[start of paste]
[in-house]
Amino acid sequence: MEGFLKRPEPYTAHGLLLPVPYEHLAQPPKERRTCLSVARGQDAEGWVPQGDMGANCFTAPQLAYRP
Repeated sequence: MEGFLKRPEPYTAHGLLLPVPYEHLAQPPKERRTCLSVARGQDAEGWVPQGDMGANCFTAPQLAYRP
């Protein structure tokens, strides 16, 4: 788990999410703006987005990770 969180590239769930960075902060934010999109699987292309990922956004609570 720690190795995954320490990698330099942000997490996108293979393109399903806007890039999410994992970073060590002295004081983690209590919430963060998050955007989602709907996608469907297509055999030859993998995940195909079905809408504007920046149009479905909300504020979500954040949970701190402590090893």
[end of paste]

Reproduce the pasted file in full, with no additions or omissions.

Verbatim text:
[in-house]
Amino acid sequence: MEGFLKRPEPYTAHGLLLPVPYEHLAQPPKERRTCLSVARGQDAEGWVPQGDMGANCFTAPQLAYRP
Repeated sequence: MEGFLKRPEPYTAHGLLLPVPYEHLAQPPKERRTCLSVARGQDAEGWVPQGDMGANCFTAPQLAYRP
């Protein structure tokens, strides 16, 4: 788990999410703006987005990770 969180590239769930960075902060934010999109699987292309990922956004609570 720690190795995954320490990698330099942000997490996108293979393109399903806007890039999410994992970073060590002295004081983690209590919430963060998050955007989602709907996608469907297509055999030859993998995940195909079905809408504007920046149009479905909300504020979500954040949970701190402590090893």